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Harmon, Daniel Williams (19 February 1778–23 April 1843), fur trader and diarist, was born in Bennington, Vermont, the son of Daniel Harmon and Lucretia Dewey, innkeepers, whose roots in New England reached back more than a century and a half. Harmon’s parents were pious stalwarts of the Congregational church. During the revolutionary war, his father fought with the victorious Americans at the Battle of Bennington. Later, the family moved to Vergennes. What turned Harmon north into British territory is uncertain, but tales of Canadian travelers, parental restrictions, and wanderlust probably helped. In 1799 or early 1800 he journeyed to Montreal and entered the fur trade with the North West Company. Leaving Lachine (Montreal Island) for the West on 29 April 1800, he began a remarkable diary of life in the North American wilderness....

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Larpenteur, Charles (08 May 1807–15 November 1872), fur trader and writer, was born five miles from Fontainebleau, France. His father, a Bonapartist, settled in the United States in 1818 and engaged in farming near Baltimore; he may have been one of the two Lewis Larpenteurs listed in the 1840 federal census for Maryland. Charles apparently received only a limited education. He went west when he was twenty-one. At St. Louis he worked as an overseer for retired Indian agent ...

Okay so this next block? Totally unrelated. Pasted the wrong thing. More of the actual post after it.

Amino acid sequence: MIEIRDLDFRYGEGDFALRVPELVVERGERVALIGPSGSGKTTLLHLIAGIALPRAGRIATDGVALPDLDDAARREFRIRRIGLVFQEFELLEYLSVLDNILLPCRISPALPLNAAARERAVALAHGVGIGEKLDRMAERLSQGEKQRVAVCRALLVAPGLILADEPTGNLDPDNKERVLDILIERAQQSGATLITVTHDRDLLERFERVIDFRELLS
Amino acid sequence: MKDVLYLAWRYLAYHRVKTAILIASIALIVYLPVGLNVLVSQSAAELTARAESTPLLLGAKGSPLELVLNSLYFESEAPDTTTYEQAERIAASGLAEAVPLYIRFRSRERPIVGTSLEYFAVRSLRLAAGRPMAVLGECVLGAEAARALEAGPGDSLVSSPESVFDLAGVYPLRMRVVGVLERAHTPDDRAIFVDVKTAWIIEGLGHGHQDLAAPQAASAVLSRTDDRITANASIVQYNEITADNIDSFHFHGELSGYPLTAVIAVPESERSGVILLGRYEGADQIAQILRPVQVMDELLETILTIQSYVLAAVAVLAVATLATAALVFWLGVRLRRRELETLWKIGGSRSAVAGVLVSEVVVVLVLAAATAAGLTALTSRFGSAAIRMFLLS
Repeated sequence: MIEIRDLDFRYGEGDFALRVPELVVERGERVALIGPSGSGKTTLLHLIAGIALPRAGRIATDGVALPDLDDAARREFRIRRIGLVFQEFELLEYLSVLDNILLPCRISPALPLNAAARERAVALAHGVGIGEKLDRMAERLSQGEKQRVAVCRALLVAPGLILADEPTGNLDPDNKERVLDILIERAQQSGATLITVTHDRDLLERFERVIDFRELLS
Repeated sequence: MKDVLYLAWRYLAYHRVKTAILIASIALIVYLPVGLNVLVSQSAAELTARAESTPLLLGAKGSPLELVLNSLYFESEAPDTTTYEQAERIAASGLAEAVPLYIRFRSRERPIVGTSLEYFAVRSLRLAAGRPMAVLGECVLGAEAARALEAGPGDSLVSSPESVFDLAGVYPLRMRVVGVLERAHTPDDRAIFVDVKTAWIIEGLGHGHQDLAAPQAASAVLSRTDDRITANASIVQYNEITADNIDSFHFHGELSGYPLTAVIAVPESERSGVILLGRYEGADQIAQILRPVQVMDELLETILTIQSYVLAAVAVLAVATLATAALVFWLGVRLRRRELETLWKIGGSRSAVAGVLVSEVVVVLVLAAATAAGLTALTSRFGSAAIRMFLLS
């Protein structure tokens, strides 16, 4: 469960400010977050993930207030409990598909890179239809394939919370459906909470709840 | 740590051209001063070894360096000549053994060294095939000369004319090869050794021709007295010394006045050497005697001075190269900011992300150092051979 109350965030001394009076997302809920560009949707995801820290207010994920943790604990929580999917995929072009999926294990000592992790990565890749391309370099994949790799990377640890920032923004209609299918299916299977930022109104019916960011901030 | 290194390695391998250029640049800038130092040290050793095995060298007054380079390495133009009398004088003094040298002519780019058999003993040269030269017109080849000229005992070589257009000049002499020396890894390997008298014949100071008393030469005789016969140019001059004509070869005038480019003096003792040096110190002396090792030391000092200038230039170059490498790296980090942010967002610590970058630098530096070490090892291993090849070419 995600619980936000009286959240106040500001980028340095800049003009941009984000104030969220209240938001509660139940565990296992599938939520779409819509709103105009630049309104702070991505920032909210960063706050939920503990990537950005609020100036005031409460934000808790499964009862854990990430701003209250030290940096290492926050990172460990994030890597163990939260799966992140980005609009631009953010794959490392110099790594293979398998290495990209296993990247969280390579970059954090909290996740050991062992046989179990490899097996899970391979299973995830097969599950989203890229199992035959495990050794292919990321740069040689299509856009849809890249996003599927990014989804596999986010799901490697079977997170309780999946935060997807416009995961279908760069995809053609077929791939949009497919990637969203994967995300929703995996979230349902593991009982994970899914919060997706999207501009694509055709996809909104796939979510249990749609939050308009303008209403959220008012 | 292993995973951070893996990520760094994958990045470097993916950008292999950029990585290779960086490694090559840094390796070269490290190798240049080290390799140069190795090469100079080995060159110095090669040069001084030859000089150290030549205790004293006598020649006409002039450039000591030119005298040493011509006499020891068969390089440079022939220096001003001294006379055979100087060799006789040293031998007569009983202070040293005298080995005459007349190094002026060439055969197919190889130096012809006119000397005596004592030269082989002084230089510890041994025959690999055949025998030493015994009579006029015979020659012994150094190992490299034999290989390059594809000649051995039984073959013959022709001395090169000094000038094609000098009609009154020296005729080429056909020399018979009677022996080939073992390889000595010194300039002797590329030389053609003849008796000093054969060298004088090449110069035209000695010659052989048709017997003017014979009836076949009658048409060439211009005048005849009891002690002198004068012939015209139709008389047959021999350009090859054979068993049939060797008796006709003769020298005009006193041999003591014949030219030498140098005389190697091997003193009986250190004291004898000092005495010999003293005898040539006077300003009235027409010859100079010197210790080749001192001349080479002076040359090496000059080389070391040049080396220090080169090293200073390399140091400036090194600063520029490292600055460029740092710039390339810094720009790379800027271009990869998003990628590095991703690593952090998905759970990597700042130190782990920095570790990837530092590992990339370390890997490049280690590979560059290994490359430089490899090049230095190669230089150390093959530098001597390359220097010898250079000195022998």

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Leonard, Zenas (19 March 1809–14 July 1857), trapper, was born in Clearfield County, Pennsylvania, the son of Abraham Leonard and Elizabeth Armstrong, farmers. Leonard’s formal education was limited to grade school, and by the time he was twenty-one, he had rejected life as a farmer and set out for Pittsburgh to work in his uncle’s store. Eager for adventure, Leonard quickly moved on to St. Louis, then the center of the western fur trade, and eventually signed on as clerk for the trading company of Gantt and Blackwell....

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Sewall, Samuel (28 March 1652–01 January 1730), colonial merchant, judge, and philanthropist, was born at Bishop Stoke, Hampshire, England, the son of Henry Sewall, a pastor, and Jane Dummer. Sewall’s father had immigrated to Newbury, Massachusetts, in 1634, and although he was admitted to freemanship in 1637, he returned to England in 1646 and subsequently took the pulpit of North Baddesley. The family returned to Massachusetts in 1659....